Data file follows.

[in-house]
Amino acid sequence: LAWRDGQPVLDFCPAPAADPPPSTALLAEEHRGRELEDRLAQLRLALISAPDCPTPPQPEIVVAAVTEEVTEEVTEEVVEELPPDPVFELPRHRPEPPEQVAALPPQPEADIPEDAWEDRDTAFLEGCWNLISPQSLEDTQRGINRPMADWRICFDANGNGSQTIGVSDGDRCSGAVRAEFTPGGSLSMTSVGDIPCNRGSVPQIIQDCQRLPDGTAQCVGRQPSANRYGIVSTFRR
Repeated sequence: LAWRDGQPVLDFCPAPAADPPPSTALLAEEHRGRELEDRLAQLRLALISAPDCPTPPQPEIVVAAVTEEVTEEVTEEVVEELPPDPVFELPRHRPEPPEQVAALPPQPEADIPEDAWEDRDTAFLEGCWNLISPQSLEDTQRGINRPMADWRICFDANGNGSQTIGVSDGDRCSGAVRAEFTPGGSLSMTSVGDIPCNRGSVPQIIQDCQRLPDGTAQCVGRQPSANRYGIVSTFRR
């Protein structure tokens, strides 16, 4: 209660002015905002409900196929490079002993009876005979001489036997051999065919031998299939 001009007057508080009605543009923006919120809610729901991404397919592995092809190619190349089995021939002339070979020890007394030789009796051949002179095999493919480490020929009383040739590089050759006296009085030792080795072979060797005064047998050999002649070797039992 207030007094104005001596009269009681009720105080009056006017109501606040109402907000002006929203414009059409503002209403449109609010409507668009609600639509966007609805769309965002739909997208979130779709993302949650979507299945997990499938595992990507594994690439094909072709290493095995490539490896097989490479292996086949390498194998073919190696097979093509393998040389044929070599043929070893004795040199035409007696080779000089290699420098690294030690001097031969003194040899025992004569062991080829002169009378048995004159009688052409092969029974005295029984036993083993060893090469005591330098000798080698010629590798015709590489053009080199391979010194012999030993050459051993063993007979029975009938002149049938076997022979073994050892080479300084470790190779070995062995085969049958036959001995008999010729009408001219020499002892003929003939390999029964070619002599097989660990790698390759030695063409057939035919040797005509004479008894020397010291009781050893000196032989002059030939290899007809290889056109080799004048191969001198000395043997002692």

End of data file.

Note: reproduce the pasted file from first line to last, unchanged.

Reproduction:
[in-house]
Amino acid sequence: LAWRDGQPVLDFCPAPAADPPPSTALLAEEHRGRELEDRLAQLRLALISAPDCPTPPQPEIVVAAVTEEVTEEVTEEVVEELPPDPVFELPRHRPEPPEQVAALPPQPEADIPEDAWEDRDTAFLEGCWNLISPQSLEDTQRGINRPMADWRICFDANGNGSQTIGVSDGDRCSGAVRAEFTPGGSLSMTSVGDIPCNRGSVPQIIQDCQRLPDGTAQCVGRQPSANRYGIVSTFRR
Repeated sequence: LAWRDGQPVLDFCPAPAADPPPSTALLAEEHRGRELEDRLAQLRLALISAPDCPTPPQPEIVVAAVTEEVTEEVTEEVVEELPPDPVFELPRHRPEPPEQVAALPPQPEADIPEDAWEDRDTAFLEGCWNLISPQSLEDTQRGINRPMADWRICFDANGNGSQTIGVSDGDRCSGAVRAEFTPGGSLSMTSVGDIPCNRGSVPQIIQDCQRLPDGTAQCVGRQPSANRYGIVSTFRR
């Protein structure tokens, strides 16, 4: 209660002015905002409900196929490079002993009876005979001489036997051999065919031998299939 001009007057508080009605543009923006919120809610729901991404397919592995092809190619190349089995021939002339070979020890007394030789009796051949002179095999493919480490020929009383040739590089050759006296009085030792080795072979060797005064047998050999002649070797039992 207030007094104005001596009269009681009720105080009056006017109501606040109402907000002006929203414009059409503002209403449109609010409507668009609600639509966007609805769309965002739909997208979130779709993302949650979507299945997990499938595992990507594994690439094909072709290493095995490539490896097989490479292996086949390498194998073919190696097979093509393998040389044929070599043929070893004795040199035409007696080779000089290699420098690294030690001097031969003194040899025992004569062991080829002169009378048995004159009688052409092969029974005295029984036993083993060893090469005591330098000798080698010629590798015709590489053009080199391979010194012999030993050459051993063993007979029975009938002149049938076997022979073994050892080479300084470790190779070995062995085969049958036959001995008999010729009408001219020499002892003929003939390999029964070619002599097989660990790698390759030695063409057939035919040797005509004479008894020397010291009781050893000196032989002059030939290899007809290889056109080799004048191969001198000395043997002692």